What about tax implications as you approach the golden years? Your financial planner will explore ways to structure your nest egg so you’ll take the most minimal tax hit in retirement. This could be in the form of opening a Roth IRA so the distributions are tax-free if you expect to earn more in retirement. Or maybe a traditional IRA that is funded with pre-tax distributions may be more sensible if you’d prefer to lower your tax liability now and pay later when you’re in a lower tax bracket.

Investment Plan

The investment section in your financial plan takes a deep dive into your portfolio. What types of investments do you own? What’s your current rate of return? Is your portfolio properly balanced? Is your asset diversification strategy ideal for your investment goals? What actions would you need to take with your portfolio to meet your financial goals? Do you intend to use a robo-advisor? In this section, you’ll find the answer to these questions and much more regarding your investments.

Costs of Continuing Education

Is saving for your children’s college expenses at the top of your list of priorities? Or maybe you’re looking to fund your own education? This section addresses ways to make it happen without burying yourself in student loan debt.

Retirement Plan

How much should you save for retirement? Financial planners hear that question much more often than they’d like to admit. So, this section is dedicated to retirement goals and exactly what it’ll take to get there. The financial planner will take the deficit between what you currently have and your end goal to calculate how much you need to save on a monthly basis. This amount will then be adjusted for inflation to reach a figure that works.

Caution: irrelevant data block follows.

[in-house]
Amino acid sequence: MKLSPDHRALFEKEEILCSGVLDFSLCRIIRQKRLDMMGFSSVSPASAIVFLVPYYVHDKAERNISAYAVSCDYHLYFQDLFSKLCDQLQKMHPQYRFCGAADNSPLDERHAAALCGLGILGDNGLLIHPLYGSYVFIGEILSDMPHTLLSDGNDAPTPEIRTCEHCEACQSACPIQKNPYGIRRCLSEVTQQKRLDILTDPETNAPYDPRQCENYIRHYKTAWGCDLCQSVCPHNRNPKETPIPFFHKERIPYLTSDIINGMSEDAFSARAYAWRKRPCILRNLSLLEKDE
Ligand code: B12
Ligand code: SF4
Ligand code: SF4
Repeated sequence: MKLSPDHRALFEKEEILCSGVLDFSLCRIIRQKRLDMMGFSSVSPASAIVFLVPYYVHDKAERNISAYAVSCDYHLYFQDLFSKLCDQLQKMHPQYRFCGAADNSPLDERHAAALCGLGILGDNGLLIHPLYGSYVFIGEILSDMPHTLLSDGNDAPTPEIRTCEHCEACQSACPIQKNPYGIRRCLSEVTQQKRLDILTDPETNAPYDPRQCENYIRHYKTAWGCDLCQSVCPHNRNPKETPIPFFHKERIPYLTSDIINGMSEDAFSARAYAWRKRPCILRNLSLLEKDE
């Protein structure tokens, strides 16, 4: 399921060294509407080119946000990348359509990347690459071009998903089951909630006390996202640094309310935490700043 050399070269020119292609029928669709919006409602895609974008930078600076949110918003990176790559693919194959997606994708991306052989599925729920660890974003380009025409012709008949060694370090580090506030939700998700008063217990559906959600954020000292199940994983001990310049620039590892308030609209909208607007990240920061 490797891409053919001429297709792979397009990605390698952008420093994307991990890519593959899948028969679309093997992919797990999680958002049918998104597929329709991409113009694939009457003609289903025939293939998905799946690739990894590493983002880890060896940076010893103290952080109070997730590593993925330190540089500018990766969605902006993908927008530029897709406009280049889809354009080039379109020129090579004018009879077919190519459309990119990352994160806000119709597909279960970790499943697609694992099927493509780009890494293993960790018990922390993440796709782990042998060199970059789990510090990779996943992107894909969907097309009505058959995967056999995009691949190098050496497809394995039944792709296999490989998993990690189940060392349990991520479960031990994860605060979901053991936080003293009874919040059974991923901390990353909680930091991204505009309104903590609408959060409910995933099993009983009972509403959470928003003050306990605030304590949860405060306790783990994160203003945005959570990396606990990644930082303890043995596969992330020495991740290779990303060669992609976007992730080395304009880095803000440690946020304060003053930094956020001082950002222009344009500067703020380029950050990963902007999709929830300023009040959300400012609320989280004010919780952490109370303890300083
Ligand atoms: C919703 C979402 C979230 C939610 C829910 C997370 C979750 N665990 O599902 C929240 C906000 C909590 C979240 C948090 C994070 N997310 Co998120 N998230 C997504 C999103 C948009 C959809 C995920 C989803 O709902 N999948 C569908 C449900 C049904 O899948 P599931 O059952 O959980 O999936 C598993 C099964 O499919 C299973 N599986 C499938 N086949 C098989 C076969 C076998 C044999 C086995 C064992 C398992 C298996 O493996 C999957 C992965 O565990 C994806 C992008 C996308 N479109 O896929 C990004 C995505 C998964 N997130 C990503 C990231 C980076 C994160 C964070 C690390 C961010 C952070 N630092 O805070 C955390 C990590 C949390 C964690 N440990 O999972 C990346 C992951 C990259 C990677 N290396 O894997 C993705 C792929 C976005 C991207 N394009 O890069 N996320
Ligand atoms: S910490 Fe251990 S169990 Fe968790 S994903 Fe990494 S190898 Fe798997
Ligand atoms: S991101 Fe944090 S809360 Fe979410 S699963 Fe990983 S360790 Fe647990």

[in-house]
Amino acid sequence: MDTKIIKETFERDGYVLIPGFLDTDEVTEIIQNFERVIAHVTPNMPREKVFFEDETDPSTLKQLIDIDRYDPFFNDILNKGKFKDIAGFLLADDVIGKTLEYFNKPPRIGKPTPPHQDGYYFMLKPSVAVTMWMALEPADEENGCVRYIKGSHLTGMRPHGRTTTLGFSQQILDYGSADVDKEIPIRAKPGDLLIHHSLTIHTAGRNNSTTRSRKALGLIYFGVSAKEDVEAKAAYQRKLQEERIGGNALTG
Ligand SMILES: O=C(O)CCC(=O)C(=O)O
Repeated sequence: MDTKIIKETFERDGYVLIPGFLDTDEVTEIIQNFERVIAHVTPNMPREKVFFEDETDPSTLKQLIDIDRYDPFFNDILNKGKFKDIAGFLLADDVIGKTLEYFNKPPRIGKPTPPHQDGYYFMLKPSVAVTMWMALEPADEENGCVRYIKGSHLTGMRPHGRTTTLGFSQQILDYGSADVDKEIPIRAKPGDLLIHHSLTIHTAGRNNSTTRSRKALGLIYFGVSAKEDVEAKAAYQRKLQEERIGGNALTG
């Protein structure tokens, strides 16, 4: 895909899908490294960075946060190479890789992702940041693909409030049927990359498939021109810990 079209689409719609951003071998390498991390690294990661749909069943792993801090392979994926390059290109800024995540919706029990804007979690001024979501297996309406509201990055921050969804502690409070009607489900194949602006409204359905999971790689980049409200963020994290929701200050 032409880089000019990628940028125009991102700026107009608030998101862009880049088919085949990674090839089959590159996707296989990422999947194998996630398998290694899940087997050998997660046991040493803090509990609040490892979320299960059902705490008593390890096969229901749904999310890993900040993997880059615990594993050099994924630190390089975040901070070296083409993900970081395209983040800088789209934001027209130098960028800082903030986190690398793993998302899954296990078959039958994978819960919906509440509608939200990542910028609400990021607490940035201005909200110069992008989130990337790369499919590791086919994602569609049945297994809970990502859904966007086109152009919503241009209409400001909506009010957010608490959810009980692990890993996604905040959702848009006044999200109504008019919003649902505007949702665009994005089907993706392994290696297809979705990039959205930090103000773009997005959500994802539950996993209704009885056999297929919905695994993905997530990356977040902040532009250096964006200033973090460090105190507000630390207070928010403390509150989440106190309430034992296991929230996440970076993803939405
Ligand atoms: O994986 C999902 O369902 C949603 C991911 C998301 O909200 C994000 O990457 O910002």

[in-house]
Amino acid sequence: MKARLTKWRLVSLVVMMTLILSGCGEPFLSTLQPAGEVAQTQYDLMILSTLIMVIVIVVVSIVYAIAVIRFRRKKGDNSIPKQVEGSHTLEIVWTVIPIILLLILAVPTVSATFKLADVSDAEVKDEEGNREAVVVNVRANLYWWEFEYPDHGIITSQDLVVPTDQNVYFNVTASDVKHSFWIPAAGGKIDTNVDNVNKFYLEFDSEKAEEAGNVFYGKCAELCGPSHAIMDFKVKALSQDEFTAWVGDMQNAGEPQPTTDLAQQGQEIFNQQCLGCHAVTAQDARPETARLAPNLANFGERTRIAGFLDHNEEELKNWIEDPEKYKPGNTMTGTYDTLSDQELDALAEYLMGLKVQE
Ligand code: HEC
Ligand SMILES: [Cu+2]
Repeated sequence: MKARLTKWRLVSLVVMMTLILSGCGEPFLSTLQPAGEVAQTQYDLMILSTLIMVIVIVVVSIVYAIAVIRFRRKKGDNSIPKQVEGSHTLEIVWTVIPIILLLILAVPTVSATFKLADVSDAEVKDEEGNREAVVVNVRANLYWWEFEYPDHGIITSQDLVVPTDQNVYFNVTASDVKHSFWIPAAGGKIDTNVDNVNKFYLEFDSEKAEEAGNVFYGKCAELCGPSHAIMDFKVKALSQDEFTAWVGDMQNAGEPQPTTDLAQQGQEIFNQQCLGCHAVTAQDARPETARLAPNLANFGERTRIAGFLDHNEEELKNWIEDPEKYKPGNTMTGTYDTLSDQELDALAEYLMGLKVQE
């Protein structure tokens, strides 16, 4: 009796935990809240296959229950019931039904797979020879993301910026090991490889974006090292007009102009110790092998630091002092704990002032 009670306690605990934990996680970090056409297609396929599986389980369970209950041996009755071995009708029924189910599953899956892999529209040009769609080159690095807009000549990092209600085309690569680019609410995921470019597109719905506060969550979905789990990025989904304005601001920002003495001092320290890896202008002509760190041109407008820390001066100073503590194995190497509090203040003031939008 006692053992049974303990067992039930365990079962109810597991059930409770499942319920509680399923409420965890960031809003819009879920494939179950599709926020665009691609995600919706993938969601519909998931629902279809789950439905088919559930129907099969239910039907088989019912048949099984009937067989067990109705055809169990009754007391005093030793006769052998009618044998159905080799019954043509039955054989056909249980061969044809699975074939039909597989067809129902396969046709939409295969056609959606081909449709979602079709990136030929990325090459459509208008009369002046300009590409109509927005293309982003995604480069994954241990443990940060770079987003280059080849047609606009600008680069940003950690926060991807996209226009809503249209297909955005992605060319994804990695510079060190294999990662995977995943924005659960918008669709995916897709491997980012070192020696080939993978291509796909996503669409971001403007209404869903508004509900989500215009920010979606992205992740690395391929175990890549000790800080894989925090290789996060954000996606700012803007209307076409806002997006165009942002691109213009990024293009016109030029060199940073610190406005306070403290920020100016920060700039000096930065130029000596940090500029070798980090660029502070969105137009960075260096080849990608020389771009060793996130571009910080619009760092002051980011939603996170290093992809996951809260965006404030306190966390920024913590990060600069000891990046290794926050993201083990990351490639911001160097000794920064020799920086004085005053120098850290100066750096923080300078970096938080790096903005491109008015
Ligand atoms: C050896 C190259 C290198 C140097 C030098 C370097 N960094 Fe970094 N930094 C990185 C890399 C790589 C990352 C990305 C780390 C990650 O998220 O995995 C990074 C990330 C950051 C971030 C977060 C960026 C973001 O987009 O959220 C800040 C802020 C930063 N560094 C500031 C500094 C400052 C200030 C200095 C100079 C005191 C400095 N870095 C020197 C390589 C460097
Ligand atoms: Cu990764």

This section also includes specific strategies for your nest egg that may be worth considering to reach your retirement goals in a timely manner while reducing your tax liability to the IRS. And you’ll find suggestions on how to optimize the current mediums (i.e. 401(k) employer matches) you’re using for retirement.

Estate Plan

No one wants to think about their death. It’s a bit creepy and for some, downright scary. And while it’s true that you longer have to worry about your finances when you die, your loved ones that are left behind do. So, the question is: do you want to them to handle business with the least amount of stress possible or be left to sort out the mess and pick up the tattered pieces?

This section provides direction designed to minimize tax burdens and final expenses associated with settlements when your life comes to an end. You’ll need to solicit the assistance of an attorney to draft up documents related to estate planning, but a financial planner will lay the framework and point you in the right direction.

Risk Management

Regardless of your current financial health, there’s always room for improvement. But why work so hard to establish a solid financial foundation only to subject yourself to unnecessary risk? That’s where insurance comes in, and this section will identify current gaps in coverage gaps along with those that may arise as you progress in your financial journey. You’ll also find recommendations to hedge against the risks presented.

How to Create a Financial Plan

Step 1: Find a Certified Financial Planner (CFP)

When researching your options, ask around for recommendations and read reviews from third-parties. Those you consider should have the CFP designation and follow a fee-based model. (If their fee structure is commission-based, there’s a possibility they will attempt to peddle products that you don’t need in an attempt to boost their bottom line).

Step 2: Gather your Information

Before your meeting with a financial planner, reach out to request a checklist of the documents they’ll need. Doing so will greatly facilitate the process of creating a financial plan.

Step 3: Establish Your Top Goals